If Mitt Romney is looking for a running mate to completely undermine his argument  that his campaign represents the outsider-businessman, fiscally responsible alternative, he would be hard-pressed to find a better choice than Senator Rob Portman (R-OH). And yet the freshman senator and Washington insider is reportedly high on Romney’s vice-presidential short list. (This past weekend he was one of the chosen few attendees  at Romney’s mysterious confab with big donors and nominal outside organizers such as Karl Rove.)
Portman’s pedigree is that of a generic establishment Republican career politician. Born in Cincinnati, Portman graduated from a private high school, Dartmouth and the University of Michigan Law School. After law school he moved to Washington, DC, where he worked for the paradigmatic lobbying firm Patton Boggs. Portman registered as a foreign agent, because he represented repressive foreign autocracies such as the Sultanate of Oman and the Republic of Haiti (ruled at the time by infamous dictator “Baby Doc” Duvalier). In 1989 Portman joined President George H.W. Bush’s administration as assistant White House counsel, later serving as White House director of legislative affairs.
In 1993 Portman entered a special Congressional election back in Ohio. Portman’s Congressional career was hardly that of a legislative powerhouse. His signature accomplishments include authoring laws to eliminate capital gains taxes on most home sales and drug prevention efforts.
While lobbying for dictators would usually be a prospective running mate’s biggest liability, it is not Portman’s. By far the biggest risk in choosing Portman would be his role in the failed policies of President George W. Bush’s administration. Portman served during Bush’s second term as US Trade Representative and then as director of the Office of Management and Budget.
The Bush administration’s record during Portman’s tenure is an objective failure in both areas. As Portman’s 2010 Democratic Senate opponent noted  in an attack ad: “On [Portman’s] watch as Bush’s trade czar, our deficit with China exploded, sending 100,000 Ohio jobs overseas. As Bush’s budget chief, Portman oversaw a spending spree that doubled the deficit.” America’s trade deficit with China increased by about $228 billion, or by 21 percent, during Portman’s thirteen months as trade rep. This could be especially problematic for Romney, now that it has been revealed  that Bain Capital invested in companies that moved jobs to China and India.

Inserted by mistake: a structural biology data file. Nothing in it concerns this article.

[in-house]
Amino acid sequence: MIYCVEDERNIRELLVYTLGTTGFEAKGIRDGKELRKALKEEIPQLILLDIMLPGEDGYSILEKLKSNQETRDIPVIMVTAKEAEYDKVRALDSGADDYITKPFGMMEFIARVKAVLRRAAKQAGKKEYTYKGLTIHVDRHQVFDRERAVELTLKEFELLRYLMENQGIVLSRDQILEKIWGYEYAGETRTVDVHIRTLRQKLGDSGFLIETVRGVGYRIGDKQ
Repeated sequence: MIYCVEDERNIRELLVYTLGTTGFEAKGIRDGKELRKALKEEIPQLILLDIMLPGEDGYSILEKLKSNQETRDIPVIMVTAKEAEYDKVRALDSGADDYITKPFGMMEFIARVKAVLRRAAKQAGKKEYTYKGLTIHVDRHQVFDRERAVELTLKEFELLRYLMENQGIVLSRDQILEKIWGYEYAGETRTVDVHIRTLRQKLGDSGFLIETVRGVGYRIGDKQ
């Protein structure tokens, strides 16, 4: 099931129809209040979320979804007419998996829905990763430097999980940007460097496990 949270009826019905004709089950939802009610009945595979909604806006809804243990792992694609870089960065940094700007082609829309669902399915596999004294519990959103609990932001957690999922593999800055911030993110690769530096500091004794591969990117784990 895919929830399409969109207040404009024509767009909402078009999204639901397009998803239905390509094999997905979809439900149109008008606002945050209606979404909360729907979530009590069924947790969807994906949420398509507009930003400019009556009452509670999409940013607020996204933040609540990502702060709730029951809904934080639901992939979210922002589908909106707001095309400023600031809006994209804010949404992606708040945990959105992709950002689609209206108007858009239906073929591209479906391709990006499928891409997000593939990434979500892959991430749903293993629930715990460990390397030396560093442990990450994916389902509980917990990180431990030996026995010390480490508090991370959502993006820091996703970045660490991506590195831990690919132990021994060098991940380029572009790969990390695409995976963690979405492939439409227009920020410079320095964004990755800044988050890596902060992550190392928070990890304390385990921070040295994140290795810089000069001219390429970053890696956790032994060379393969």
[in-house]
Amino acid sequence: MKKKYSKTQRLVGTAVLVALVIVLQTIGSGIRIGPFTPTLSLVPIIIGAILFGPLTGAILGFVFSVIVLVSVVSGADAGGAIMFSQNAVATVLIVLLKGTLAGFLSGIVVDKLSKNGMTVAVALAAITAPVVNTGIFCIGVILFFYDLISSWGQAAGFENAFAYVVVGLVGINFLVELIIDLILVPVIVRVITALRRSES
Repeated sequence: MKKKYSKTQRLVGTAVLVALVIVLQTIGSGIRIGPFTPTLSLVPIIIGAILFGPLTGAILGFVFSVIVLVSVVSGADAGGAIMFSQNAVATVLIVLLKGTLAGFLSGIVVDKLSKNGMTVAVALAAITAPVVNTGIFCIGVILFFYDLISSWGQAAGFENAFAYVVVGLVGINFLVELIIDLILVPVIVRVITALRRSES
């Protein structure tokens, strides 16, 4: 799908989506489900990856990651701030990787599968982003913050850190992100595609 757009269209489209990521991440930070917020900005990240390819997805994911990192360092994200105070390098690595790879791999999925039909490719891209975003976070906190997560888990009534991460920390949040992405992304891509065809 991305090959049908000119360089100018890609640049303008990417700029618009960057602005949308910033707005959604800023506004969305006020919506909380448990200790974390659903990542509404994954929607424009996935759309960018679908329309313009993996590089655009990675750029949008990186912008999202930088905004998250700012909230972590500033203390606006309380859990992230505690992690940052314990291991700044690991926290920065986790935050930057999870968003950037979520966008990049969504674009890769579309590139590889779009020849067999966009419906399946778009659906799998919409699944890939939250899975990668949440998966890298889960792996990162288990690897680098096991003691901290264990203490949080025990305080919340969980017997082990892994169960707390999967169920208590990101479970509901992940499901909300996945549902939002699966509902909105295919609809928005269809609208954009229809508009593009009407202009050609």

This is the political risk that picking Portman poses for Romney: while Romney proposes to return to George W. Bush’s policies, he doesn’t want to admit that this would result in the same outcome. So he might be wise to avoid picking anyone from the Bush administration as his running mate.
The fact that Portman managed to beat Fisher should not be taken as a guarantee that Portman’s record from the Bush years is not a liability or that he would carry Ohio for Romney. Fisher came out of a very divisive primary, and he was heavily outspent by Portman.
Luckily for Portman, Romney is running a risk-averse campaign. Romney’s bet is that reminding low-information swing voters every day that the economy is not as strong as they would like will drive them into the arms of any acceptable-seeming alternative. Two generic Republicans—older white men from the worlds of business and politics—is all the Romney campaign wants. If they choose Portman, they will get that at least.